CS LEWIS THOUGHTS
Thoughts from one of the greatest intellectuals of the 20th century.
- •On friendship:"He is lucky beyond desert to be in such company. Especially when the whole group is together, each bringing out all that is best, wisest, or funniest in all the others. Those are the golden sessions; when 4 or 5 of us after a hard day's walking have come to our inn... when all are freemen and equals as if we had met an hour ago; while at the same time an affection mellowed by the years enfolds us. Life, natural life, has no better gift to give. Who could deserve it?"
- •On the future:“I have no way of knowing. My primary field is the past. I travel with my back to the engine, and that makes it difficult when you try to steer. The world might stop in ten minutes; meanwhile, we are to go on doing our duty. The great thing is to be found at one’s post as a child of God, living each day as though it were our last, but planning as though our world might last a hundred years."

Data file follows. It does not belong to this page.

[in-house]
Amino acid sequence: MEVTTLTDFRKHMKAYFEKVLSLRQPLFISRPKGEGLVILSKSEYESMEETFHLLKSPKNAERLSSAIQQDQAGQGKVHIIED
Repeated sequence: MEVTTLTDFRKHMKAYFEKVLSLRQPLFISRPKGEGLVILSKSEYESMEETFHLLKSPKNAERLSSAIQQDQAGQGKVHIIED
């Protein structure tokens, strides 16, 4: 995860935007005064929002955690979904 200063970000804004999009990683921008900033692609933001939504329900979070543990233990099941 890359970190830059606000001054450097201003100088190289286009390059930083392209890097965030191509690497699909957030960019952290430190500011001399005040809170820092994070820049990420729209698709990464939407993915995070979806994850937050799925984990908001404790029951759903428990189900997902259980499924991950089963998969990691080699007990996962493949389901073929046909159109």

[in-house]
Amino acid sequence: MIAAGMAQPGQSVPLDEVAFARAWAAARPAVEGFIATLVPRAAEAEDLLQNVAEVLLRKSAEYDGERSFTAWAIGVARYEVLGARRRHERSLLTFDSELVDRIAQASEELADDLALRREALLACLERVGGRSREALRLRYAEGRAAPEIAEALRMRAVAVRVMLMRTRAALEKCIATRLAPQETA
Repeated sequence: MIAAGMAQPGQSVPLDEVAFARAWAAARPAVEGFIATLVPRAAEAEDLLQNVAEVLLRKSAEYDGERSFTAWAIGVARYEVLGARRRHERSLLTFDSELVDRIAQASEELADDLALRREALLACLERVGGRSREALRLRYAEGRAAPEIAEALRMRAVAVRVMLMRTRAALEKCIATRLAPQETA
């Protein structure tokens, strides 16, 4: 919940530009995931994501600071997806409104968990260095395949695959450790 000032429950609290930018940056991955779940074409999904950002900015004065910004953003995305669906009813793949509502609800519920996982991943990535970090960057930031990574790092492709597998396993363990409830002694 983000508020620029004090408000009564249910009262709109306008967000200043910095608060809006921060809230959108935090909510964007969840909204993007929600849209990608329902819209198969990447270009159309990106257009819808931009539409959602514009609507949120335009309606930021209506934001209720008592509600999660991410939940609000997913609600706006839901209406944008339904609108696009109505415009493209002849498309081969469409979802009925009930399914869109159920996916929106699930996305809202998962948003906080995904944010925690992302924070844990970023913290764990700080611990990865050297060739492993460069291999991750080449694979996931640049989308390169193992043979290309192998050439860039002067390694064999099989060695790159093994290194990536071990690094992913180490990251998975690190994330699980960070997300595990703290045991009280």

- •On growing old:"The man who has learned to fly and become a good pilot will suddenly discover music; the man who has settled down to live in the beauty spot will discover gardening. This is, I think, one little part of what Christ meant by saying that a thing will not really live unless it first dies... Let the thrill go — let it die away — go on through that period of death into the quieter interest and happiness that follow — and you will find you are living in a world of new thrills all the time."
- •On nihilism:"If the whole universe has no meaning, we should never have found out that it has no meaning: just as, if there were no light in the universe and therefore no creatures with eyes, we should never know it was dark. Dark would be a word without meaning.”
- •On Jesus Christ:"A man who was merely a man and said the sort of things Jesus said would not be a great moral teacher. He would either be a lunatic — on the level with the man who says he is a poached egg — or else he would be the Devil of Hell. You must make your choice. Either this man was, and is, the Son of God, or else a madman or something worse."
- •On conversion from Atheism to Christianity:"You must picture me alone in that room... feeling the steady, unrelenting approach of Him whom I so earnestly desired not to meet. That which I greatly feared had at last come upon me... I gave in, and admitted that God was God, and knelt and knelt and prayed... But who can duly adore that Love which will open the high gates to a prodigal who is brought in kicking, struggling, resentful, and darting his eyes in every direction for a chance of escape?"